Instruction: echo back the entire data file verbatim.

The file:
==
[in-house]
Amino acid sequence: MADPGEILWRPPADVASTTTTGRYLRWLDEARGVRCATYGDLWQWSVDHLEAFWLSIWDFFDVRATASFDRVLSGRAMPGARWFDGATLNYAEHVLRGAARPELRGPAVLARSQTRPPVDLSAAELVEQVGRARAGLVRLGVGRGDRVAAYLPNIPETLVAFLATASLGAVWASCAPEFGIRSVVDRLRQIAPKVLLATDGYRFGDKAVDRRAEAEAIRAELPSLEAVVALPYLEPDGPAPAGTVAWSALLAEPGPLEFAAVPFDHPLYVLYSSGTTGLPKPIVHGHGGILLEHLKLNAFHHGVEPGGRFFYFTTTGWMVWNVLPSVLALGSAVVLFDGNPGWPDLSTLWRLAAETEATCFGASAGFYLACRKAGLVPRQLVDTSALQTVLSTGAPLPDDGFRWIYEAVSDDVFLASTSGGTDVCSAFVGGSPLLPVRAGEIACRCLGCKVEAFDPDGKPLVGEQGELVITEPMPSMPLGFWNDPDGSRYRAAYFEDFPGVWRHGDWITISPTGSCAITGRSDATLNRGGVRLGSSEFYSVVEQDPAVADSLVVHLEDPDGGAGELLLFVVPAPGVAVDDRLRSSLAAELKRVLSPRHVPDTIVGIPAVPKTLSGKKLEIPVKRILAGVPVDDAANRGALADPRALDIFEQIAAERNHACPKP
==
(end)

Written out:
[in-house]
Amino acid sequence: MADPGEILWRPPADVASTTTTGRYLRWLDEARGVRCATYGDLWQWSVDHLEAFWLSIWDFFDVRATASFDRVLSGRAMPGARWFDGATLNYAEHVLRGAARPELRGPAVLARSQTRPPVDLSAAELVEQVGRARAGLVRLGVGRGDRVAAYLPNIPETLVAFLATASLGAVWASCAPEFGIRSVVDRLRQIAPKVLLATDGYRFGDKAVDRRAEAEAIRAELPSLEAVVALPYLEPDGPAPAGTVAWSALLAEPGPLEFAAVPFDHPLYVLYSSGTTGLPKPIVHGHGGILLEHLKLNAFHHGVEPGGRFFYFTTTGWMVWNVLPSVLALGSAVVLFDGNPGWPDLSTLWRLAAETEATCFGASAGFYLACRKAGLVPRQLVDTSALQTVLSTGAPLPDDGFRWIYEAVSDDVFLASTSGGTDVCSAFVGGSPLLPVRAGEIACRCLGCKVEAFDPDGKPLVGEQGELVITEPMPSMPLGFWNDPDGSRYRAAYFEDFPGVWRHGDWITISPTGSCAITGRSDATLNRGGVRLGSSEFYSVVEQDPAVADSLVVHLEDPDGGAGELLLFVVPAPGVAVDDRLRSSLAAELKRVLSPRHVPDTIVGIPAVPKTLSGKKLEIPVKRILAGVPVDDAANRGALADPRALDIFEQIAAERNHACPKP